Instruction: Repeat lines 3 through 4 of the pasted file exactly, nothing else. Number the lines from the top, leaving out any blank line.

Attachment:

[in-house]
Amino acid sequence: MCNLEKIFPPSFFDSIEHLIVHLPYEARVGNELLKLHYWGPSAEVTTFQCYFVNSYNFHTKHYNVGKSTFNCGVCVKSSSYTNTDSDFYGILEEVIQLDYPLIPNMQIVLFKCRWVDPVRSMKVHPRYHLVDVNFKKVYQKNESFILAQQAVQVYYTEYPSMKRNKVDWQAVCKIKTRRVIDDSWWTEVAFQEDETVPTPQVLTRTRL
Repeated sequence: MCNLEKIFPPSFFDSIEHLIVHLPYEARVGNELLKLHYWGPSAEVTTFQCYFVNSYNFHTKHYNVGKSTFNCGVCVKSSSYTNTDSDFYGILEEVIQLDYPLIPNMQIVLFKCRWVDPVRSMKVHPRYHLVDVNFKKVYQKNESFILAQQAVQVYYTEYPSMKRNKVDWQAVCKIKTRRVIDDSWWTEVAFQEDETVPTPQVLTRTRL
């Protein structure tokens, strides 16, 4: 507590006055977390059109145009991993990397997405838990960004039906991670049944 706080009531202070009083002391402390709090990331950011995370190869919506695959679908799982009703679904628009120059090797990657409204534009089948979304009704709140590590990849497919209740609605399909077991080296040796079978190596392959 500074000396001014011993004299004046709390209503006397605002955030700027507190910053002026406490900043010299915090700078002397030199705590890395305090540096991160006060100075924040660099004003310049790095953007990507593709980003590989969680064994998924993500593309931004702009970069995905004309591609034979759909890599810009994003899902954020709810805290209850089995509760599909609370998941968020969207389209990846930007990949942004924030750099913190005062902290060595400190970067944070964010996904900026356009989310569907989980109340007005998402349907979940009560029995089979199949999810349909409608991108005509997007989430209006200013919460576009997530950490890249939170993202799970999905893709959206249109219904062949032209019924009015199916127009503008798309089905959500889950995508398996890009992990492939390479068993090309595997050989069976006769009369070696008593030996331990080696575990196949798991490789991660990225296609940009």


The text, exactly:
Repeated sequence: MCNLEKIFPPSFFDSIEHLIVHLPYEARVGNELLKLHYWGPSAEVTTFQCYFVNSYNFHTKHYNVGKSTFNCGVCVKSSSYTNTDSDFYGILEEVIQLDYPLIPNMQIVLFKCRWVDPVRSMKVHPRYHLVDVNFKKVYQKNESFILAQQAVQVYYTEYPSMKRNKVDWQAVCKIKTRRVIDDSWWTEVAFQEDETVPTPQVLTRTRL
């Protein structure tokens, strides 16, 4: 507590006055977390059109145009991993990397997405838990960004039906991670049944 706080009531202070009083002391402390709090990331950011995370190869919506695959679908799982009703679904628009120059090797990657409204534009089948979304009704709140590590990849497919209740609605399909077991080296040796079978190596392959 500074000396001014011993004299004046709390209503006397605002955030700027507190910053002026406490900043010299915090700078002397030199705590890395305090540096991160006060100075924040660099004003310049790095953007990507593709980003590989969680064994998924993500593309931004702009970069995905004309591609034979759909890599810009994003899902954020709810805290209850089995509760599909609370998941968020969207389209990846930007990949942004924030750099913190005062902290060595400190970067944070964010996904900026356009989310569907989980109340007005998402349907979940009560029995089979199949999810349909409608991108005509997007989430209006200013919460576009997530950490890249939170993202799970999905893709959206249109219904062949032209019924009015199916127009503008798309089905959500889950995508398996890009992990492939390479068993090309595997050989069976006769009369070696008593030996331990080696575990196949798991490789991660990225296609940009």